Knee Joint Case Study

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1.2 Joint Selection
With the aim of the project identified, the scope of the project was narrowed to coincide with the time available for the project. It was decided to narrow the focus of the project to one specific joint and the joint chosen was the knee. An investigation was undertaken to better understand the knee joint in order to evaluate how the system proposed by this project could help improve knee rehabilitation. The knee joint is the largest, most complex, and possibly the most vulnerable joint in the body, it is medically known as the tibiofemoral joint. This joint is a complex hinge joint and in addition to allowing flexion and extension, it permits limited rolling, gliding, and rotational movement. This joint is dependent on the muscles and ligaments which surround it for strength. The structure of knee is examined below:
1.2.1 Bones
The knee is made up of four bones. The femur superiorly, which is the large bone in the thigh. This attaches by ligaments and a capsule to the tibia (or the shinbone) inferiorly. Just below and next to the tibia is the fibula, which runs parallel to the tibia. The patella (knee cap) is the small bone in the front of the knee. It slides up and down in a groove in the femur (the femoral groove) as the knee bends and straightens. The bones of the knee can be seen in figure 1 below.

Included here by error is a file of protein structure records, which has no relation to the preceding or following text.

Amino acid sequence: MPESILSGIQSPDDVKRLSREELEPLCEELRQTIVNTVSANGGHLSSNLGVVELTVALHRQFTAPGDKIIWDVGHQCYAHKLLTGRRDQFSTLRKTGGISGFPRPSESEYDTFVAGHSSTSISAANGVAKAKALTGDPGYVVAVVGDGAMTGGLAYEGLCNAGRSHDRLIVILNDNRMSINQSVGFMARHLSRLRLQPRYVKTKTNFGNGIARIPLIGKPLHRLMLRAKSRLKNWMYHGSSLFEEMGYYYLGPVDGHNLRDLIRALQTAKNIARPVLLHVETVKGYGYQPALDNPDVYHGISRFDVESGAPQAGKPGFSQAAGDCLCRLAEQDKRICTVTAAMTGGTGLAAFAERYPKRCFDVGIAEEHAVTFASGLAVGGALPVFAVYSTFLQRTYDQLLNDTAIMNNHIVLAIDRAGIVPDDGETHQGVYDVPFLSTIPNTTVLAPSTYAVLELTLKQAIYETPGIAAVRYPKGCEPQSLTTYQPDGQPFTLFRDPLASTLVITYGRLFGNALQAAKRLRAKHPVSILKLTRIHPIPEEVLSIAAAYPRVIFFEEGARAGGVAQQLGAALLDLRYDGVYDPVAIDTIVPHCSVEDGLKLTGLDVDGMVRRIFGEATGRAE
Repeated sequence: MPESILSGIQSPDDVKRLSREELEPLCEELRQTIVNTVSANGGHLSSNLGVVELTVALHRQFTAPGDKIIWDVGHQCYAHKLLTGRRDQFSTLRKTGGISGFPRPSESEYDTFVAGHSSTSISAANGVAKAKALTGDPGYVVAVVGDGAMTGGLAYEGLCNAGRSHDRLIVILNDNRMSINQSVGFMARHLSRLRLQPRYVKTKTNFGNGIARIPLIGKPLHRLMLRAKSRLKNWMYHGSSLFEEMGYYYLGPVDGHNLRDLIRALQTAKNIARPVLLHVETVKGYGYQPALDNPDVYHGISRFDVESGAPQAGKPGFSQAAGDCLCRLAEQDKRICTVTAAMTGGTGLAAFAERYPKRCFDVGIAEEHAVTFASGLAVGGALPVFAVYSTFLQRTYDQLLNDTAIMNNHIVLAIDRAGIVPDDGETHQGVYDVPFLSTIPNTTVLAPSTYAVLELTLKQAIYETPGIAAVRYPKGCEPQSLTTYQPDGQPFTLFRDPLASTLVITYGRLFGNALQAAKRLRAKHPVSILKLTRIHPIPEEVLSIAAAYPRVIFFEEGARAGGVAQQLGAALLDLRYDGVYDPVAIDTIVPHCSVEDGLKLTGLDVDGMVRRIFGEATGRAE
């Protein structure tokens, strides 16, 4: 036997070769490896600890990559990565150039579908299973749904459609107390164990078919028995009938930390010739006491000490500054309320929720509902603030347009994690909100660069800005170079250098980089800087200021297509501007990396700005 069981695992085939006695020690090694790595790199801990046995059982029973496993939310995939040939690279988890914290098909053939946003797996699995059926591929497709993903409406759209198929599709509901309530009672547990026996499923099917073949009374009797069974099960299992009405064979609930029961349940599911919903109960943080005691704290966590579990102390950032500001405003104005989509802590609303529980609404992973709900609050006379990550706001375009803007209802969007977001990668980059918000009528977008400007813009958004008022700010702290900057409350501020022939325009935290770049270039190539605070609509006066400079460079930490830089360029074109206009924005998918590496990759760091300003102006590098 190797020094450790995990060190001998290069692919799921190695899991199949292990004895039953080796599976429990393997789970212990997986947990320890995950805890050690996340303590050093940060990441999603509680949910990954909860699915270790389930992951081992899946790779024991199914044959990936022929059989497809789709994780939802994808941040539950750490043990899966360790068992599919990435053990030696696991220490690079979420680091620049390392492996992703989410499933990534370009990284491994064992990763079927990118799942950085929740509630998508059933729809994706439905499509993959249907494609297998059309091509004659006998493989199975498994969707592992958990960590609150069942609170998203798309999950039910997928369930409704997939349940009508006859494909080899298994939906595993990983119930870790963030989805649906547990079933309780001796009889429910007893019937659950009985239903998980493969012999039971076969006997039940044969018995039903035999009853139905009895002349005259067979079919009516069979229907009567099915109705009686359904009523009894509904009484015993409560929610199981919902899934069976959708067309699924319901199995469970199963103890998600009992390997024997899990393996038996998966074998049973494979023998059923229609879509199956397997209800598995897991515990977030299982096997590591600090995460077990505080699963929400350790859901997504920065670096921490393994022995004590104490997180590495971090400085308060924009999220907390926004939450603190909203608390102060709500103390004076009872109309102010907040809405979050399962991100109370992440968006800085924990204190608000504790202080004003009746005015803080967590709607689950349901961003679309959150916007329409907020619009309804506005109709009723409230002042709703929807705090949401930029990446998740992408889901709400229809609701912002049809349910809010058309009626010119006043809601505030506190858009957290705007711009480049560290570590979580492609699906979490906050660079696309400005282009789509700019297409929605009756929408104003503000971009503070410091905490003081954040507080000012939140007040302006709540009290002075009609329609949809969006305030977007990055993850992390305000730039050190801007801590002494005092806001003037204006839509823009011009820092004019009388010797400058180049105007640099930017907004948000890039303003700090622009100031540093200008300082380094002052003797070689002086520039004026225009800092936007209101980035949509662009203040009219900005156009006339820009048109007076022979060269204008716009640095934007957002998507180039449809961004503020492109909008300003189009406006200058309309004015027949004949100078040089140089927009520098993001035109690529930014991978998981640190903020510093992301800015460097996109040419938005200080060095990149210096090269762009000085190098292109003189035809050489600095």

1.2.2 Muscles
The knee muscles which go across the knee joint are the quadriceps and the hamstrings. The quadriceps muscles are on the front of the knee (extend the knee), and the hamstrings are on the back of the knee (flex the knee).
1.2.3 Ligaments
Ligaments are strong rope like bodies that help connect bones and provide stability to joints. In the knee, there are four main ligaments which are: the media...

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... is another type of cartilage in the knee called articular cartilage. This cartilage is a smooth shiny material that covers the bones in the knee joint. There is articular cartilage anywhere that two bony surfaces come into contact with each other. In the knee, articular cartilage covers the ends of the femur, the femoral groove, the top of the tibia and the underside of the patella. Articular cartilage allows the knee bones to move easily as the knee bends and straightens.
1.2.5 Tendons
Tendons connect muscles to bone. The strong quadriceps muscles on the front of the thigh attach to the top of the patella via the quadriceps tendon. This tendon covers the patella and continues down to form the patellar tendon. The patellar tendon in turn, attaches to the front of the tibia. The hamstring muscles on the back of the thigh attach to the tibia at the back of the knee.
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